NASHVILLE, Tenn. (localmemphis) — Cyntoia Brown is a free woman exactly 15 years to the day that she was arrested.
The Tennessee Department of Corrections released Brown early Wednesday morning after former Governor Bill Haslam granted her clemency in January.
Brown was only 16-years-old when she shot and killed Jimmy Allen in Nashville in 2004. Brown claimed it was in self-defense but the lead investigator said robbery was the motive.
The 16-year-old was reportedly a victim of child sex-trafficking when she pulled the trigger. Brown later said there was nothing to justify what she did, but her case gained national attention when celebrities called for her release.
As a juvenile, Brown was given a life sentence for the murder with patrol not an option for 50 years.
In a statement on her release, Brown thanked God, former Governor Haslam and the supporters who prayed for her.
“I look forward to using my experiences to help other women and girls suffering abuse and exploitation,” Brown said, in the release.
Prior to her release, Brown met with prison counselors to design a re-entry plan which will place her in a transition center. There, she’ll continue her college education.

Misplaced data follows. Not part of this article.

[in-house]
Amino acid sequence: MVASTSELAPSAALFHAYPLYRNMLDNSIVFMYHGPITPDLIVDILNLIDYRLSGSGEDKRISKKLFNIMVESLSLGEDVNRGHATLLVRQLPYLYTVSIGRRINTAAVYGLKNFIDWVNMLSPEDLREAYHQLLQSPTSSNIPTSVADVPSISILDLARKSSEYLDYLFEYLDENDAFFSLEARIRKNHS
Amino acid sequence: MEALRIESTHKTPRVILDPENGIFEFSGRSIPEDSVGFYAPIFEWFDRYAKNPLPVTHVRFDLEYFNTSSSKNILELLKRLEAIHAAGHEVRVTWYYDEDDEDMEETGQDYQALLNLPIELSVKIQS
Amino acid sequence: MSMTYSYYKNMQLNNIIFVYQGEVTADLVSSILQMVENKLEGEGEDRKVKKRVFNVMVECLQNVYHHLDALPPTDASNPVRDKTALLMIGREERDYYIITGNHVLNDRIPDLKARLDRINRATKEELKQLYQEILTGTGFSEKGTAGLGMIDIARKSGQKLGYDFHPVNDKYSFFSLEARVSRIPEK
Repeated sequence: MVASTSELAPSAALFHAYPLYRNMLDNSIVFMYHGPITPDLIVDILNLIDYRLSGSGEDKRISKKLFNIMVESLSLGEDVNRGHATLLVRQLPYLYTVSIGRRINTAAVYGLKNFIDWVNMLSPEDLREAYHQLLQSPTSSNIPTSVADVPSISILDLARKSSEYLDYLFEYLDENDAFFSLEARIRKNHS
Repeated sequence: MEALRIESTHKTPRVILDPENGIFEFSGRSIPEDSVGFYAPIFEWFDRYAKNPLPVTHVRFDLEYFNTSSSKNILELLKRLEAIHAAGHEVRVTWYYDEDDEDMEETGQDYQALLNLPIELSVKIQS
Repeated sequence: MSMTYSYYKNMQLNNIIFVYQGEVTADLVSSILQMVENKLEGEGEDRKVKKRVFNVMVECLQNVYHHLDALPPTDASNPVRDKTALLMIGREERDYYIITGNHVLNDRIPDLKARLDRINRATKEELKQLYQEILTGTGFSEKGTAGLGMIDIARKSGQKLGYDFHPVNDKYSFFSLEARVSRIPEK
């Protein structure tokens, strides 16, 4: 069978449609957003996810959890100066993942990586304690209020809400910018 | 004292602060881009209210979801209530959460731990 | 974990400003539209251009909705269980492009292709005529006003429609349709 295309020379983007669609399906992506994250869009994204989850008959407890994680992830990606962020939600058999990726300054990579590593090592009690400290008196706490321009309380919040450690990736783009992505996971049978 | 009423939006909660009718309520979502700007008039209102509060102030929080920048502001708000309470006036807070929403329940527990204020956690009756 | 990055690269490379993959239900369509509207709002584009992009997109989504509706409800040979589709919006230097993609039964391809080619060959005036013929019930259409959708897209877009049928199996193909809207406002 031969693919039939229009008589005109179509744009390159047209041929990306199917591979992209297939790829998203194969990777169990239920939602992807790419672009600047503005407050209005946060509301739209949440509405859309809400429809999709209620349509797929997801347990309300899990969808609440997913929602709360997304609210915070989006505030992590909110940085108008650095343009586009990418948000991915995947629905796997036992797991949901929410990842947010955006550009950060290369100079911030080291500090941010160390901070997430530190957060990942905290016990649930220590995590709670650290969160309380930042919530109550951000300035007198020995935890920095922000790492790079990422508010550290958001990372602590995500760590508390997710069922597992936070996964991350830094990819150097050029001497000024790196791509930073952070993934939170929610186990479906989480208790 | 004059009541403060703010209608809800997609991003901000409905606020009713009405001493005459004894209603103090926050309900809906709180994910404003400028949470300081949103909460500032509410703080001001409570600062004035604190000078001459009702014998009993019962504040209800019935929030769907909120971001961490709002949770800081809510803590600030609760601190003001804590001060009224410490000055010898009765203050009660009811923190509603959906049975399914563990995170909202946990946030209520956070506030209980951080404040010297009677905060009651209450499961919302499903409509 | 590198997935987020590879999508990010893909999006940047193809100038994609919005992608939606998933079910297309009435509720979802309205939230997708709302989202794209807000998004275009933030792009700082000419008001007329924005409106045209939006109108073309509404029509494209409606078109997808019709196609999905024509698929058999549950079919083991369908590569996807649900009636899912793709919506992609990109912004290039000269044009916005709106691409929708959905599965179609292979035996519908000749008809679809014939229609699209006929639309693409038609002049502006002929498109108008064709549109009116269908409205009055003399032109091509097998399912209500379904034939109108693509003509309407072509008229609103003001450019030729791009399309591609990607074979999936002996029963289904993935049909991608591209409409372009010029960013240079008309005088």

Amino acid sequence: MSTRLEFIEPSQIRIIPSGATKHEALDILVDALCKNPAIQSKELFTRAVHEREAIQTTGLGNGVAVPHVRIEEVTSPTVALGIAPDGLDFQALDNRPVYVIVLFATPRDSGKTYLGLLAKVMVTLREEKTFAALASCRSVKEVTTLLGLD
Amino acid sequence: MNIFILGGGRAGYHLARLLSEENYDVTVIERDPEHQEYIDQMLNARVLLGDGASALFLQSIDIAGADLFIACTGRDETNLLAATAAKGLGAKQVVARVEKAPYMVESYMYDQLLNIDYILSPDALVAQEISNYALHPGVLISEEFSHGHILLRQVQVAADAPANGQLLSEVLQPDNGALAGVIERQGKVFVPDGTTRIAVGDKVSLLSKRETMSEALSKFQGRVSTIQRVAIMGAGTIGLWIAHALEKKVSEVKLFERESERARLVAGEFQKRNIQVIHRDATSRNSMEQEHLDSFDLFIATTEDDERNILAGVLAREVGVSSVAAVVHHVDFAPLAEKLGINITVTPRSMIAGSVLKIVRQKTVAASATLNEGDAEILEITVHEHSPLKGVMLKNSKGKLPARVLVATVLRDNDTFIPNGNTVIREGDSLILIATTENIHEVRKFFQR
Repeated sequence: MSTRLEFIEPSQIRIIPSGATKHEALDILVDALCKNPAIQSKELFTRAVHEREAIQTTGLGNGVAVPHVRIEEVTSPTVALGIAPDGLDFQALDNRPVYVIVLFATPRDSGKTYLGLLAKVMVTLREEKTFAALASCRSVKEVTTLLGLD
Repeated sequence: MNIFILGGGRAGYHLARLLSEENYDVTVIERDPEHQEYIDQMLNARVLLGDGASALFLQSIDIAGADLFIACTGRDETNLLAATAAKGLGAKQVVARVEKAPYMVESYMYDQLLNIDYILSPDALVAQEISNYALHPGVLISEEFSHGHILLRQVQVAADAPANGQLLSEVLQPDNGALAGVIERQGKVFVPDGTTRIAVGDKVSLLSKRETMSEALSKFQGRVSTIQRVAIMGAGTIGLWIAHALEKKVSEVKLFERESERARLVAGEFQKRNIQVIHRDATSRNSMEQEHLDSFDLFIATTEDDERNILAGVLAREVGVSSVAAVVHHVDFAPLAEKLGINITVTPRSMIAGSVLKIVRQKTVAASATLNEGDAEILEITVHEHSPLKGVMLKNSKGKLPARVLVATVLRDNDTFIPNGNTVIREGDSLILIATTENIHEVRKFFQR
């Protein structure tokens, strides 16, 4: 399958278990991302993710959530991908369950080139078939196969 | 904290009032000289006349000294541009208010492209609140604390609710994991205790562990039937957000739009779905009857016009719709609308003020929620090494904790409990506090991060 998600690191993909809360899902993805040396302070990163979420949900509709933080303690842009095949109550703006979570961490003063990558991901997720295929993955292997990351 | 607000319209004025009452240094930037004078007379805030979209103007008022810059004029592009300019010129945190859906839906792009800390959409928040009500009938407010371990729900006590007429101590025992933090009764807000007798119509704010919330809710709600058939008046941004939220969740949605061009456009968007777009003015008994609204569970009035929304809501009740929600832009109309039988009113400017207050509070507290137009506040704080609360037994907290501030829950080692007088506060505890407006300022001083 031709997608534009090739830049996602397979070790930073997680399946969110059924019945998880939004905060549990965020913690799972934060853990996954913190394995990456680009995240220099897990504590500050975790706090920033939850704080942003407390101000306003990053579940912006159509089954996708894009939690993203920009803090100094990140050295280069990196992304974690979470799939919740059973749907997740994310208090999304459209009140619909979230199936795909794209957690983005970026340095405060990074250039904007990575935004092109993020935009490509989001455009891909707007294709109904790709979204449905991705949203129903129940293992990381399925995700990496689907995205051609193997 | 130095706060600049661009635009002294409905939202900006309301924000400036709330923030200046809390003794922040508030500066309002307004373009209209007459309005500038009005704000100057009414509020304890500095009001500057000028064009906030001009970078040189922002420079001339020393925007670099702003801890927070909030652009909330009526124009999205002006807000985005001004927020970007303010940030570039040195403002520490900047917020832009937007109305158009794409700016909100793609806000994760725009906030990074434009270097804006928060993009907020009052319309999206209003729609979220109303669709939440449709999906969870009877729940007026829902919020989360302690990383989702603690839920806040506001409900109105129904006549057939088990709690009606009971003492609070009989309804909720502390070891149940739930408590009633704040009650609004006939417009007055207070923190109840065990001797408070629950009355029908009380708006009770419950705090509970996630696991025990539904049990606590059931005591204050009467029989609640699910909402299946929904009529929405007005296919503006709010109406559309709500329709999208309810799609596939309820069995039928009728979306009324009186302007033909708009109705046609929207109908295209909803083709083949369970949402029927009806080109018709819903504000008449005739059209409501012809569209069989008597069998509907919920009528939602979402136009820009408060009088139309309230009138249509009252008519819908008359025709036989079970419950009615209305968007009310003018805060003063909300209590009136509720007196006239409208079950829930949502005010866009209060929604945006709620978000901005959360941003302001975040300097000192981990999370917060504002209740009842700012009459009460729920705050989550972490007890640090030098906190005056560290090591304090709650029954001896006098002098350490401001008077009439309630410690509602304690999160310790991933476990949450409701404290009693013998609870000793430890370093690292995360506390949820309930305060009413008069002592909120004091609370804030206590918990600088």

Brown will remain on parole for 10 years.
Her release, Wednesday morning, made national headlines. In Memphis, Deborah Clubb, the executive director with the Memphis Area Women’s Council called Brown’s original sentencing “outrageous” and “extreme” but said it’s not unusual to the time of her sentence where she wouldn’t have been considered a victim.
“She was entrapped as a young girl in a violent sexual relationship that became criminal that became further violent by her own efforts to free herself from a situation she did not consent to,” Clubb said.
Clubb said Brown’s case is significant for other women who are pushed into criminal acts because of neglect and abuse.
“It’s important for standing as a way that all women caught in this, all of us trying to help women who are caught in these criminal justice traps, can realize that there can be justice,” she said.
Today, treatment to sex-trafficking has improved, Clubb said, but there’s still a great need to improve. Days ago, she said, they found a 14-year-old that was being trafficked in Memphis.
“It’s a warning, too, that we do all consider the background of these situations that we recognize that neglect and abuse can be what is pushing girls into these criminal settings,” she said. “It is not by their choice. They are not even grown up enough to have a brain to make those kind of choices and yet they can be brought into the criminal justice system and just get on that treadmill of incarceration and more violence.”